This Court is the only court for the trial and discussion of the points upon which Alabama and Rhode Island
rely. We have heard complainants on all these points, and I desire to state why I think the arguments extracted by the states from this Court's ruling authorities on these same rights do not justify a hearing.
The fact that Alabama and the defendant states were admitted into the Union "on an equal footing with the original states, in all respects whatever," 2 Stat. 701, 3 Stat. 489, 5 Stat. 742, 797, 9 Stat. 452, does not affect Congress' power to dispose of federal property. The requirement of equal footing does not demand that courts wipe out diversities "in the economic aspects of the several States," but calls for "parity as respects political standing and sovereignty." United States v. Texas, supra, at 339 U. S. 716. The power of Congress to cede property to one state without corresponding cession to all states has been consistently recognized. See, e.g., United States v. Wyoming, 335 U.S. 895, and cases cited by the Court.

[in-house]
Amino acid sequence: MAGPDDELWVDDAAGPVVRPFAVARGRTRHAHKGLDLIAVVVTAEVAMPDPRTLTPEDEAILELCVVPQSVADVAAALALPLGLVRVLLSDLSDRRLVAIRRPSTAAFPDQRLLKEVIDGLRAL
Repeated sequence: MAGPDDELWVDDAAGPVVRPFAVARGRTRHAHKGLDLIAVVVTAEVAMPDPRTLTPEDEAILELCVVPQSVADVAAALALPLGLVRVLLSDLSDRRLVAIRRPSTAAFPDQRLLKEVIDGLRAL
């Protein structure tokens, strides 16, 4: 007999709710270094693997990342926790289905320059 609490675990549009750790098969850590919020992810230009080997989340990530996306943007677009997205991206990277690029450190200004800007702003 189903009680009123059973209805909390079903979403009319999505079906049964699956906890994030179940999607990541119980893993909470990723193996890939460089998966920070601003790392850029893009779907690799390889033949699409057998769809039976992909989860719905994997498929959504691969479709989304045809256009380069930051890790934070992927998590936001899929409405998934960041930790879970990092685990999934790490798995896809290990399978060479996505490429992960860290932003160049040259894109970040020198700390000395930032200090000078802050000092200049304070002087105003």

While this Court did not hold in express terms in the Texas, Louisiana, and California cases that the area in question belonged to the United States as proprietor, it did hold that
"the Federal Government, rather than the state, has paramount rights in and power over that belt, an incident to which is full dominion over the resources of the soil under that water area, including oil."
332 U.S. at 332 U. S. 38-39. This incident is a property right, and Congress had unlimited power to dispose of it.
If the marginal lands were thus declared by the California and following cases to belong to the United States, they were ceded to the states through the subsequent Submerged Lands Act of 1953 by the clause: